We were ushered into a private theatre that looked like a burlesque house, all red velvet and rows of polychrome female caryatids, their marcelled curls and fine features no doubt mirroring the likeness of Mr. Hearst's paramour, actress Marion Davies.


It was a relief to escape into the breezy California sunlight. We took a quick detour to see the famous Neptune pool, this summer empty of water due to our state's record drought. Still, it looked like the overbuilt set of a movie - and apparently was featured in Spartacus or some gladiator drama.

The buses back to the visitor center load beneath the tennis courts, which allowed for a quick detour to see the indoor Roman pool.


This room was magically beautiful despite its excess, the blue and gold tile-work reflected in the water, a palace of serene decadence. There was a faint but sharp stink of sulfur inside, though - almost as if the water itself could dissolve bathers' bones.

When we returned to the Visitor's Center, after more canned corn from Mr. Trebek, we checked out the souvenir and book store. We could have stayed to watch the movie about the castle, or eaten in one of the many restaurants - the Refectory, for sandwiches; the barbecue joint where you can eat Hearst Beef tri-tip; or La Cuesta Coffee for lattes. We could have gotten a souvenir coin or coffee mug with our initials on it. Instead, we bought a biography of Mr. Hearst, and Marion Davies' cheap but readable tell-all book, "The Times We Had."


Then, we drove out of there, and went walking on the beach at Cambria, where the sea air and salt smell blew the banal dust of Hearst Castle's opulence out of our lungs.

8 comments:

Cheri @ Blog This Mom!® said...

I always liked the ketchup bottles and mustard jars on that long-arse dining room table!

A pastiche of stonework that looks like icing on a wedding cake -- so brilliantly put.

I didn't know about The Times We Had. Sounds a bit along the lines of Wallis & Edward Letters 1931-37, which I rather liked. I'm off to see if it's available on Amazon to add to my list of summer reading that is going to spill into Summer 2015 at the rate I'm going.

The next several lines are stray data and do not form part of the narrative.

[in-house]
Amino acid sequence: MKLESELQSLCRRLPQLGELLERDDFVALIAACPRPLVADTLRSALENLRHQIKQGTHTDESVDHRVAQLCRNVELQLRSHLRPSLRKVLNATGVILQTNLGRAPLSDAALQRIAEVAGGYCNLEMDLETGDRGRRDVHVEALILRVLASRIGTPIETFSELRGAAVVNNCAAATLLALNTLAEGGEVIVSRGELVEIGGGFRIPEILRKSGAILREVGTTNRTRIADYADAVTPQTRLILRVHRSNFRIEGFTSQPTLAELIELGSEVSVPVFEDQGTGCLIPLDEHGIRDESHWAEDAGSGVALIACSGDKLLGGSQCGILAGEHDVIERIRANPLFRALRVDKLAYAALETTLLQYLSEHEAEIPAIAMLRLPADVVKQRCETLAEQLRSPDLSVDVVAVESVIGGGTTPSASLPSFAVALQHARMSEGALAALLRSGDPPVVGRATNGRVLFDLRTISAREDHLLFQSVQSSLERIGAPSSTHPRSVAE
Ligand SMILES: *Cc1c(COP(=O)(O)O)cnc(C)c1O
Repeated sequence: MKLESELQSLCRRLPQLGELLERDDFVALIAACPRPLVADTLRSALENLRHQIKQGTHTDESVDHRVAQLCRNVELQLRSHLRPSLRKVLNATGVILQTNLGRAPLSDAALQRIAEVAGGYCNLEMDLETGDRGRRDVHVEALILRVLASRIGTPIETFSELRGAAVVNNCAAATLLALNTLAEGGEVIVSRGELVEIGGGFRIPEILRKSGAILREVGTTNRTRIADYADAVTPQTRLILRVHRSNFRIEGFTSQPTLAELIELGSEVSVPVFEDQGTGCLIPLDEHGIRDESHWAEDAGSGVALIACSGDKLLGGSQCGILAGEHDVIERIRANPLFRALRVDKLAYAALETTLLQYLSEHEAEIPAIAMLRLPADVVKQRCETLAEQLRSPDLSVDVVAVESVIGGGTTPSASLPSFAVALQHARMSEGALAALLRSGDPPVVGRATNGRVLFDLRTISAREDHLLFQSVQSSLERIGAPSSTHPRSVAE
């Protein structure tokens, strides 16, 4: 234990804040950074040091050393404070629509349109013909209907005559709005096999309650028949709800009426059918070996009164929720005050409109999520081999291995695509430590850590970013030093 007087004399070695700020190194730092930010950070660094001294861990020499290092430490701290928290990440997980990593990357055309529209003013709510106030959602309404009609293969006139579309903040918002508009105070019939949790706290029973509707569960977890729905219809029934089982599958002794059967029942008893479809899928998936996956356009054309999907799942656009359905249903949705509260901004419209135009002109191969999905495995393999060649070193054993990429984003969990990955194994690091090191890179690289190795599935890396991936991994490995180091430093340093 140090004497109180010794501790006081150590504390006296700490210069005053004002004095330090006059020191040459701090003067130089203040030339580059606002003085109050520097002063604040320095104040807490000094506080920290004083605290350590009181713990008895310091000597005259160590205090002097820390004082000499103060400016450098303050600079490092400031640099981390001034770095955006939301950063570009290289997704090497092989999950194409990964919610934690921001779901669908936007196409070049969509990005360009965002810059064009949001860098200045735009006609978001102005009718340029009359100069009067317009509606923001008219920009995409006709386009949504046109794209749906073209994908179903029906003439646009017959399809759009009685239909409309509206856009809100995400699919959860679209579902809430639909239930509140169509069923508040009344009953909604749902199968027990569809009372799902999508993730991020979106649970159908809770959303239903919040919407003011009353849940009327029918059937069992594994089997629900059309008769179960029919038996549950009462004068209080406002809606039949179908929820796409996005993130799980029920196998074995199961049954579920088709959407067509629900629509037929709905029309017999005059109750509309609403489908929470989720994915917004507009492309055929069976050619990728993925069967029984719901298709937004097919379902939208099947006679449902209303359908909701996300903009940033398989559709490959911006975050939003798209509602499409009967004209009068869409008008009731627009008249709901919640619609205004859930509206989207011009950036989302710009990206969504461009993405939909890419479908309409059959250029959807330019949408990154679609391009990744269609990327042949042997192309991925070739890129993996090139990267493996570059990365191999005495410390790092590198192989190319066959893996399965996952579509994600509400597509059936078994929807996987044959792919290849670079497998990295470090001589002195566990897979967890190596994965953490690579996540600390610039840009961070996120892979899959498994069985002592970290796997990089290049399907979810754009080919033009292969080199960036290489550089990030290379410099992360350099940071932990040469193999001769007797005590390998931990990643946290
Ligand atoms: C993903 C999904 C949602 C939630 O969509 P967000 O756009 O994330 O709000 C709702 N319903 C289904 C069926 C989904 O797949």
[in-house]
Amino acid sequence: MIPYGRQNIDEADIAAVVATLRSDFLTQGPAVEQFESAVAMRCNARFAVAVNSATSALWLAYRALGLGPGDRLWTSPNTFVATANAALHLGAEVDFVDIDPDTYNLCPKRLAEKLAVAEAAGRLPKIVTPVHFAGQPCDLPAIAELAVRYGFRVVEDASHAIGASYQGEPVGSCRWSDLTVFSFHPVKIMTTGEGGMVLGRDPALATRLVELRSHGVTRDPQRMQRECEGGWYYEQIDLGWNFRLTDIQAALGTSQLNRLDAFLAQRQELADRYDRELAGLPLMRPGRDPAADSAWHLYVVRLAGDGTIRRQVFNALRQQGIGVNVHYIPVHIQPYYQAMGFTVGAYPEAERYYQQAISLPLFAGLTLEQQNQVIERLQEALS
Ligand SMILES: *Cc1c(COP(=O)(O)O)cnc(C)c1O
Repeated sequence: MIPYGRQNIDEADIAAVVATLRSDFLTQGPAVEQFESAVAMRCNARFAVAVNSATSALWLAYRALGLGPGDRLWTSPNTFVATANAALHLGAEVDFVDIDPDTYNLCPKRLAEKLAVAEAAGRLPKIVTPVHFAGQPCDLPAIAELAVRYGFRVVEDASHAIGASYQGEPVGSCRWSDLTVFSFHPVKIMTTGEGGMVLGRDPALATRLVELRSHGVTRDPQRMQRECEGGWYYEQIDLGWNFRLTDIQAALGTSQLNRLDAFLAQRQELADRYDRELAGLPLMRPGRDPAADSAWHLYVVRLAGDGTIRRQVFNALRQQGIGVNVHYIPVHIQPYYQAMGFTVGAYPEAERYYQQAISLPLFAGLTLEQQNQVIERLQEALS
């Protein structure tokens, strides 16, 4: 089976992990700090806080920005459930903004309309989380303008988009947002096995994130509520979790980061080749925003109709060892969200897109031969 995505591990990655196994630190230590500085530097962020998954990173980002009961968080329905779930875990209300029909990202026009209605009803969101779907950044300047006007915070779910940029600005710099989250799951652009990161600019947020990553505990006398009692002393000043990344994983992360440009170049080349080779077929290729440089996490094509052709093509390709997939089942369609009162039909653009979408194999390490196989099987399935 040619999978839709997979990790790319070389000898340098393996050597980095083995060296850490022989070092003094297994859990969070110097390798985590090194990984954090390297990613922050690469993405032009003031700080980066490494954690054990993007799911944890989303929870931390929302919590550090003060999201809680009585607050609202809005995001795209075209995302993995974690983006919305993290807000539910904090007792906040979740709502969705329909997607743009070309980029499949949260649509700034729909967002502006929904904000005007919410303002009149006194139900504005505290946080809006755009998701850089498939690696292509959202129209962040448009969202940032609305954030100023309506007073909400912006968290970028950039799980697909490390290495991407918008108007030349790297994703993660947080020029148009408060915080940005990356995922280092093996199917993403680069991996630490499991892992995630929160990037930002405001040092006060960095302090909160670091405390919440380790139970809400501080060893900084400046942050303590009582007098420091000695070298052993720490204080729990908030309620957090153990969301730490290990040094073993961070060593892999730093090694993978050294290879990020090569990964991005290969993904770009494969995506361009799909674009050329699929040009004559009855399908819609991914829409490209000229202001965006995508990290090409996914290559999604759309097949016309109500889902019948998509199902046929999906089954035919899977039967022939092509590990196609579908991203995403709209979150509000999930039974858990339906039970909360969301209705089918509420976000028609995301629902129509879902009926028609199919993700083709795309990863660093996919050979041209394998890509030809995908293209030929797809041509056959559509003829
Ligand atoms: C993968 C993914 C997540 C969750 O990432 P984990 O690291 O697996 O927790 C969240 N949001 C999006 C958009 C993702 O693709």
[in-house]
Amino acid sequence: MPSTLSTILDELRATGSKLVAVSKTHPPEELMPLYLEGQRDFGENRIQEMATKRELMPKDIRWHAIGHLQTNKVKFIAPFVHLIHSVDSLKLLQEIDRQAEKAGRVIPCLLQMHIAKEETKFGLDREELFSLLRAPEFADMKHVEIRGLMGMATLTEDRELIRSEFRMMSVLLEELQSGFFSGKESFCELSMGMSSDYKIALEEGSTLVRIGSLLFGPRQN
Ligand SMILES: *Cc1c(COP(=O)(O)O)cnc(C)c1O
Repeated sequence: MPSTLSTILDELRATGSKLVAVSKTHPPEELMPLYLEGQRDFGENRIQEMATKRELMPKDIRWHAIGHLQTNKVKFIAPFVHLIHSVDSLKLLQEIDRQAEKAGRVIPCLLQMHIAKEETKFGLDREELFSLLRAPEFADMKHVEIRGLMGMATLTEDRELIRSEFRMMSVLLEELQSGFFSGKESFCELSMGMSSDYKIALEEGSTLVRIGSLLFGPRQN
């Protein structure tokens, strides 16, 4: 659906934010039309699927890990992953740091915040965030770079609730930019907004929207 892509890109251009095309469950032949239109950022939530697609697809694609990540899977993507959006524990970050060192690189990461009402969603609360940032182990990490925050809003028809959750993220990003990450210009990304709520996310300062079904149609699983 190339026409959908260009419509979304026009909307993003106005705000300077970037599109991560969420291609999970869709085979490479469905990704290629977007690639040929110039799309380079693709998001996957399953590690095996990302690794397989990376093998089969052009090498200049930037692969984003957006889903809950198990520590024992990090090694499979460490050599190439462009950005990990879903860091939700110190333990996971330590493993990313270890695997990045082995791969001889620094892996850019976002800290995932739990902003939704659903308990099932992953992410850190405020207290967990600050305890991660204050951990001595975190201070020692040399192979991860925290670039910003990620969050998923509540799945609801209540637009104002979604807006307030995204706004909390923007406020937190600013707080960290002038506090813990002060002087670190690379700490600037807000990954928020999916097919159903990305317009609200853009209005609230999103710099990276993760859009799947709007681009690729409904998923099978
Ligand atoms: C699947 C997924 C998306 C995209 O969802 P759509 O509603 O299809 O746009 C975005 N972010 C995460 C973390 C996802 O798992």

Aunt Snow said...

Cheri, Davies' book is really transcriptions of words she recorded over a period of a few weeks after Hearst died. Later, it was published along with explanations and corrections.

It's a fun read, because it's gossipy and personal, like you were sitting next to her and she was telling you stories. It's good natured in almost everything except her comments about the Japanese internment, which shocked me with her lack of concern and racism.

cactus petunia said...

Wow. The next time I make it down to California, will you be my tour guide? Love your descriptions (and those chairs are hideous!).

Happydog said...

I was friends for many years with Jack Wallace, a newspaperman who worked for Hearst during the 1940’s. He had lots of stories about working for the newspapers. One detail I liked was Hearst supposedly kept a huge crystal bowl next to the front door filled with money. It was for his kids when they were going out to help themselves to so they wouldn't keep asking him for spending money. Not just change but hundred dollar bills! Jack was often encouraged by Hearst to help himself, but he never did.

ifthethunderdontgetya™³²®© said...

Lovely pics, Aunt Snow.
~

Big Bad Bald Bastard said...

I've never seen more hideous upholstery in my life.

You just can't buy taste.

That being said, the Roman pool is gorgeous, mainly because that blue is so incredible.

Karen (formerly kcinnova) said...

Your writing is exquisite. Thanks to your words and pictures, I feel like I've been there -- and I, too, needed to visit the beach afterward.

Deb said...

I took the tour about 20 years ago, yours sounds like it had a bit more substance, if you can call it that. I enjoyed seeing the pictures and reminiscing. I still remember the pool, and in my mind's eye, that exactly what I remember!

You do make a good tour guide! Can't you just imagine today's guides wishing they could offer the same things you said?!!!